MARTINE: I will never be able to prevent those demons from continuing their Sabbath. What’s that I hear on the highway? Is it at least a practicing Christian who’s coming to me?

(looking) Ah! Those are the two bandits that Mr. de Peyrolles is expecting. They are more sinister than the others.

COCARDASSE: (appearing) Hey! Goddam! Here it’s been two hours that we’ve seen this devil of a château on its mountain; it seems to me it moves as fast as we do. Finally, we’ve got it. (enters and swaggers with an impudent pride) Have no fear, my snail, come in, my good man, we are in port.

PASSEPOIL: Throw us an anchor.

COCARDASSE: Sonofabitch! Wine! (taking the bowl on the table and drinking)

PASSEPOIL: (noticing Martine) Son of a bitch! A woman! (grabbing her by the waist and trying to kiss her)

MARTINE: (escaping) Help! Help!

PASSEPOIL: Let’s not shout, Venus. Come on, a little kiss, Queen of Love.

MARTINE: That fat guy is crazy!

PASSEPOIL: I am mad, yes, but I am not fat. It seems I have a heart that’s not common. It keeps getting bigger, and, as the body envelops the heart, naturally, the body enlarges. But I am all heart, beauty of beauties, and this heart is yours!

MARTINE: Let me go or I scream fire!

COCARDASSE: (who’s been drinking) Caramba! Can’t you even control your passions?

PASSEPOIL: I’m only asking for a kiss on the hand.

MARTINE: My hand! Here it is. (smacking him and moving away)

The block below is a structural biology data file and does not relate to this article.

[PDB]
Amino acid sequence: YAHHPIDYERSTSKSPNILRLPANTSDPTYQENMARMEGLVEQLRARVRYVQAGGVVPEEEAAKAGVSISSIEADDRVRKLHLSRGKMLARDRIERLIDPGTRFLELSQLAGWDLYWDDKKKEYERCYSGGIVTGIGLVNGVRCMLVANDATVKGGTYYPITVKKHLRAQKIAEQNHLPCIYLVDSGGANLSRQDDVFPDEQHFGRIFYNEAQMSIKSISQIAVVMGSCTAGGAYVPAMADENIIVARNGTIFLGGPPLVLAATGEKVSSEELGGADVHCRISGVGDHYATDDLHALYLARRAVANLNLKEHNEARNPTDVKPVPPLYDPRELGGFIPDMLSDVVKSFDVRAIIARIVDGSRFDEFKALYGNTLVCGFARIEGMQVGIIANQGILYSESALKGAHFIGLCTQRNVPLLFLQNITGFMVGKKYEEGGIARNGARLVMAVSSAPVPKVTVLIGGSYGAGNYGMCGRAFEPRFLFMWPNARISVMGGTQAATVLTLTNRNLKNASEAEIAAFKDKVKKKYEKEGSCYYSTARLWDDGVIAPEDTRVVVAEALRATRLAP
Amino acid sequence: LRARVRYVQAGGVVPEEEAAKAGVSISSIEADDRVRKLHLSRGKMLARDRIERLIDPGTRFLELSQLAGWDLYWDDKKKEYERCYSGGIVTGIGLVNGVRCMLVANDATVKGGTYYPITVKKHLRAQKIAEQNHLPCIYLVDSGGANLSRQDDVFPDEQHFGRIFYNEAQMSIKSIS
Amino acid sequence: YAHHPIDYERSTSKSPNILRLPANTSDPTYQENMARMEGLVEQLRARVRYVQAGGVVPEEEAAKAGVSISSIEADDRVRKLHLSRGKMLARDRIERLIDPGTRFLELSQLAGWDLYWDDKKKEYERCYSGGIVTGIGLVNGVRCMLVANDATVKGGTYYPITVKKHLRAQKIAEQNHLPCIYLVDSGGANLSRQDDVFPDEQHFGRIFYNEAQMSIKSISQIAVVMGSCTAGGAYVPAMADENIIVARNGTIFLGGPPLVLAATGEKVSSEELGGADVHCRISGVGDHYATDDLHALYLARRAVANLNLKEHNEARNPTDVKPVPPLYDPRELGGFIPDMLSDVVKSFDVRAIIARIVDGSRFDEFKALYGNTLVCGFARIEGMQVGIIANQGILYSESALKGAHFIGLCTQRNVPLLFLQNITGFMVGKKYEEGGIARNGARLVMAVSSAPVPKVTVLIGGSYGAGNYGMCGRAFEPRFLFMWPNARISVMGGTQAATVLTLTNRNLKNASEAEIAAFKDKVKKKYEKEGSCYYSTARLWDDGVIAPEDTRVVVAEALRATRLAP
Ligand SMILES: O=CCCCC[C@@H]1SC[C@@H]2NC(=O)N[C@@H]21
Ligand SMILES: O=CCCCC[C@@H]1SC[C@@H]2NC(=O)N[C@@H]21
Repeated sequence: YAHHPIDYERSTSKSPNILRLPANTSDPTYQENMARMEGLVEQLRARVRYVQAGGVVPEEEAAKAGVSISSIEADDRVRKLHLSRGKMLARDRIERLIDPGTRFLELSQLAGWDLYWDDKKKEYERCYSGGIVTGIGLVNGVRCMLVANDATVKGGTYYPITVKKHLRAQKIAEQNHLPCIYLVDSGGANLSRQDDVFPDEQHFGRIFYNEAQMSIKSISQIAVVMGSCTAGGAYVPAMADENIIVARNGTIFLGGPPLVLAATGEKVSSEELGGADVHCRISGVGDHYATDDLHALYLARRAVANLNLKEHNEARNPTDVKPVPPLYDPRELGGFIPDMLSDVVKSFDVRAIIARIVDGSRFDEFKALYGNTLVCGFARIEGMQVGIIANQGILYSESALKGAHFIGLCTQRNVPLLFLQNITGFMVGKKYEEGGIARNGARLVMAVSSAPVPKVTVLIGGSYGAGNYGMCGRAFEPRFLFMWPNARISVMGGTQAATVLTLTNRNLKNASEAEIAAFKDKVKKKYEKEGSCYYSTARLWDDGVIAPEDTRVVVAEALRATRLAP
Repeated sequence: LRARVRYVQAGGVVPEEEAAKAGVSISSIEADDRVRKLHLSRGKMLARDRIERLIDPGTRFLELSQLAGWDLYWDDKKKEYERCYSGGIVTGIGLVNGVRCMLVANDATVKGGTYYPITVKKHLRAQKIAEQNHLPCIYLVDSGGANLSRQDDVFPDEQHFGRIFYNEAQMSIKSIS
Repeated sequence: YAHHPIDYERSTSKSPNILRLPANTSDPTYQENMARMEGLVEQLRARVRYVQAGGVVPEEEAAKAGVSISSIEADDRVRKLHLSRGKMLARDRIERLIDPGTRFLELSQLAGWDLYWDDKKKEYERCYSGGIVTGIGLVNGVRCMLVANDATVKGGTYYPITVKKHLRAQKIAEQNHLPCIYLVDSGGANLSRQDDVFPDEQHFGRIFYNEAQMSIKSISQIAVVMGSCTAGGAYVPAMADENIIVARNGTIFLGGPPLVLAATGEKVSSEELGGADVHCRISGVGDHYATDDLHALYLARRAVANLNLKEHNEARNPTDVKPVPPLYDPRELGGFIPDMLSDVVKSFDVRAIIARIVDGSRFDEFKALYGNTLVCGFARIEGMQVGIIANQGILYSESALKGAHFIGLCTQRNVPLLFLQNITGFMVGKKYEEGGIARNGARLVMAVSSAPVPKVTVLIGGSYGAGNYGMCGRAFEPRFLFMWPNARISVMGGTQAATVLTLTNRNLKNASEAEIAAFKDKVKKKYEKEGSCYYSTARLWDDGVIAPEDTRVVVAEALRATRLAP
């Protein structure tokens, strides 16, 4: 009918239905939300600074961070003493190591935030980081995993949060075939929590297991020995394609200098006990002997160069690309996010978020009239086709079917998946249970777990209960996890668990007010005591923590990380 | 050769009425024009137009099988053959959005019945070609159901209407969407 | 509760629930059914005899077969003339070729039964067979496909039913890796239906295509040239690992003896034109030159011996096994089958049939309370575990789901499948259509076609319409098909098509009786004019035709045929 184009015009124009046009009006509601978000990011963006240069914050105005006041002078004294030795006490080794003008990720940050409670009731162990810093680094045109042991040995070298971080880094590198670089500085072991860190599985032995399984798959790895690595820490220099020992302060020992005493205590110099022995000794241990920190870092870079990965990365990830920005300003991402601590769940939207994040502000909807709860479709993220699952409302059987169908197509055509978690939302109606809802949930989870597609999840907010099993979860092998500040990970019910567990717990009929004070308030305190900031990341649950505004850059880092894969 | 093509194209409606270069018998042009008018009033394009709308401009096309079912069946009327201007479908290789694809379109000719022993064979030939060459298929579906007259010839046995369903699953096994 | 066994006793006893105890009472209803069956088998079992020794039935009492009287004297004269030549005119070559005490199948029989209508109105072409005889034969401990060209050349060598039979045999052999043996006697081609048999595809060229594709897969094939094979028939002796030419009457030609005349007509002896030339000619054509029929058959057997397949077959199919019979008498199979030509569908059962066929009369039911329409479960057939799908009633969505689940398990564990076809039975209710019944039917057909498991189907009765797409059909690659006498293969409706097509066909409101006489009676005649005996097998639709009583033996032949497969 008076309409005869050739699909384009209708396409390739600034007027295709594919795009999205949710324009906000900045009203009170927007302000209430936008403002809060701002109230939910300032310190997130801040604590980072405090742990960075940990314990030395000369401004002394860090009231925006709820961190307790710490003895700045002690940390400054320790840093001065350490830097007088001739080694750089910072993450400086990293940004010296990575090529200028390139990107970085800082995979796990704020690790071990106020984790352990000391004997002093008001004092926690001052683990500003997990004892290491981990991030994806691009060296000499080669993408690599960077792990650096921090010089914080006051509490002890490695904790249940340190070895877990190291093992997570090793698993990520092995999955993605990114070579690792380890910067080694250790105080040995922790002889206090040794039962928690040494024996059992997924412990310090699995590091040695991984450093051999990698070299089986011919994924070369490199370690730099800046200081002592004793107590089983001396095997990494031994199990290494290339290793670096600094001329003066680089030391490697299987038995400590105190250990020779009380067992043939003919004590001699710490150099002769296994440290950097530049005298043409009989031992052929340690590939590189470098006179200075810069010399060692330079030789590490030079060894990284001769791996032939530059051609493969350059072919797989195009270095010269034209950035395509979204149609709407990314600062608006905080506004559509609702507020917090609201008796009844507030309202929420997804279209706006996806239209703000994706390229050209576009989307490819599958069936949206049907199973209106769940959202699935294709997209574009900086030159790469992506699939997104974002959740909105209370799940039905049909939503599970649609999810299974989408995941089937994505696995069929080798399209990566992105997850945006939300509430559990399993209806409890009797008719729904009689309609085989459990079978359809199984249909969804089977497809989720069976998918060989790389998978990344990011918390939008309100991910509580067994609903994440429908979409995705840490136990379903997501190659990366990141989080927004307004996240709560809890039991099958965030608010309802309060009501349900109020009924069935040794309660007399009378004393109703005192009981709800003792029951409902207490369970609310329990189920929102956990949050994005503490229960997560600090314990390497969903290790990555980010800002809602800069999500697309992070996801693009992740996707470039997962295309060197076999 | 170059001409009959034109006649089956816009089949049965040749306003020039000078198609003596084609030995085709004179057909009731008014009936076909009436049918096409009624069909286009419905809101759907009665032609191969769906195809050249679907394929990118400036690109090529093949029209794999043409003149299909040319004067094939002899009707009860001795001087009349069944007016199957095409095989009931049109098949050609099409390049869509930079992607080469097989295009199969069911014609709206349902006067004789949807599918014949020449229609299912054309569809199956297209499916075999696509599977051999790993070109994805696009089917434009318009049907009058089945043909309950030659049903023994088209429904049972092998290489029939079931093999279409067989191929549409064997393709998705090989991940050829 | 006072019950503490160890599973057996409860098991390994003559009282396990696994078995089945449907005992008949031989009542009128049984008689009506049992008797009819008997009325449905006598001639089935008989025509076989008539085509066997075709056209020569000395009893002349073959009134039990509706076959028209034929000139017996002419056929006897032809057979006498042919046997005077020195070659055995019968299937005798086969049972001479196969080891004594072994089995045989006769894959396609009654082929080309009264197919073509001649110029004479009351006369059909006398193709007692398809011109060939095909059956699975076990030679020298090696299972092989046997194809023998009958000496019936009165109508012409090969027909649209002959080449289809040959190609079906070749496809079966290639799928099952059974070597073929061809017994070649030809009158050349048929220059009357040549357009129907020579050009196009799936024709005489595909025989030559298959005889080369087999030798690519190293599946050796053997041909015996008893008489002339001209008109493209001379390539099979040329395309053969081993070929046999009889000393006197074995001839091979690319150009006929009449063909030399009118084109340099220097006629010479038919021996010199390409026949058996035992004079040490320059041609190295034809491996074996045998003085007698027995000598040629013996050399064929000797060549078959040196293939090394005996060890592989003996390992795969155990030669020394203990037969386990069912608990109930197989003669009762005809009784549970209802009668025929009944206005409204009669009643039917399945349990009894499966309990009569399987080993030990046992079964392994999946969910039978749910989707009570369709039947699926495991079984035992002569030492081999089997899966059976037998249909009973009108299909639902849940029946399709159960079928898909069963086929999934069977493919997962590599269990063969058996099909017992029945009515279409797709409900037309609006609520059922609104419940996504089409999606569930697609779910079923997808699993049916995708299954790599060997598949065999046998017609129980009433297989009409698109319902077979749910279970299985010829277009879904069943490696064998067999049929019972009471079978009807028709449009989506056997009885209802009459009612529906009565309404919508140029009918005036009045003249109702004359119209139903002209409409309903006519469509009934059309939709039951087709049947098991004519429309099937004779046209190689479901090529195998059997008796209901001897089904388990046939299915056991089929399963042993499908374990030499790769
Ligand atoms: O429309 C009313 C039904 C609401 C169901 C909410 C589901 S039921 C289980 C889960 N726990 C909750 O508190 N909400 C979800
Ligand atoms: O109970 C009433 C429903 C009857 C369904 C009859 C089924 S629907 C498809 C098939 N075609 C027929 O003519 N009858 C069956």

PASSEPOIL: It’s still a favor. From a woman all is good.

MARTINE: Then let me go announce you to the others.

COCARDASSE: They’ve got here. Er, yes, dammit! I see their rapiers. Announce to them, Cocardasse, Jr.

PASSEPOIL: And Amable Passepoil, who is addressing you, Calypso.

COCARDASSE: They’ve seen us. They’re rushing to meet us, here they are.

ALL: Cocardasse!

PASSEPOIL: (aside) Oh, villainous faces!

COCARDASSE: Have no fear! All friends. (they exchange hand grips)

STAUPITZ: (at the table) Wine, as if it were raining, to celebrate the arrival of friends.

MARTINE: (serving) Here, here. You need a flood to satisfy you.

PASSEPOIL: A flood of kisses, my beautiful angel!

MARTINE: I debit only whacks.

COCARDASSE: By Jove! We are here to speak seriously; be gone, little one, you are inflaming him.

MARTINE: Get out? I ask nothing better. (she leaves)

COCARDASSE: Women will be the ruin of this little fellow. Now, my pretties, let’s talk about our business. There are eight of us here. All professors of the art of swordsmanship! Each of us can hold his head against three men properly handling the sword: In that case, are we going to have a dust-up with an army?

STAUPITZ: No, we are going to have business with a single cavalier.

COCARDASSE: And what then is the name of this giant who fights against eight men worth half a dozen heroes by Jove!

STAUPITZ: It’s Duke Philippe de Nevers.

CARCADASSE: (grimacing) Him! Him!

PASSEPOIL: (imitating him) Him! Him!

ALL: What’s wrong with you?

STAUPITZ: It seems you want to abandon the party?

PASSEPOIL: We saw the Duke de Nevers in Paris. He’s a chap that will settle your accounts.

ALL: (shouting) Ours!

COCARDASSE: You’ve never heard tell of the thrust of Nevers?

STAUPITZ: Just balderdash these secret thrusts!

ALL: Yes, yes.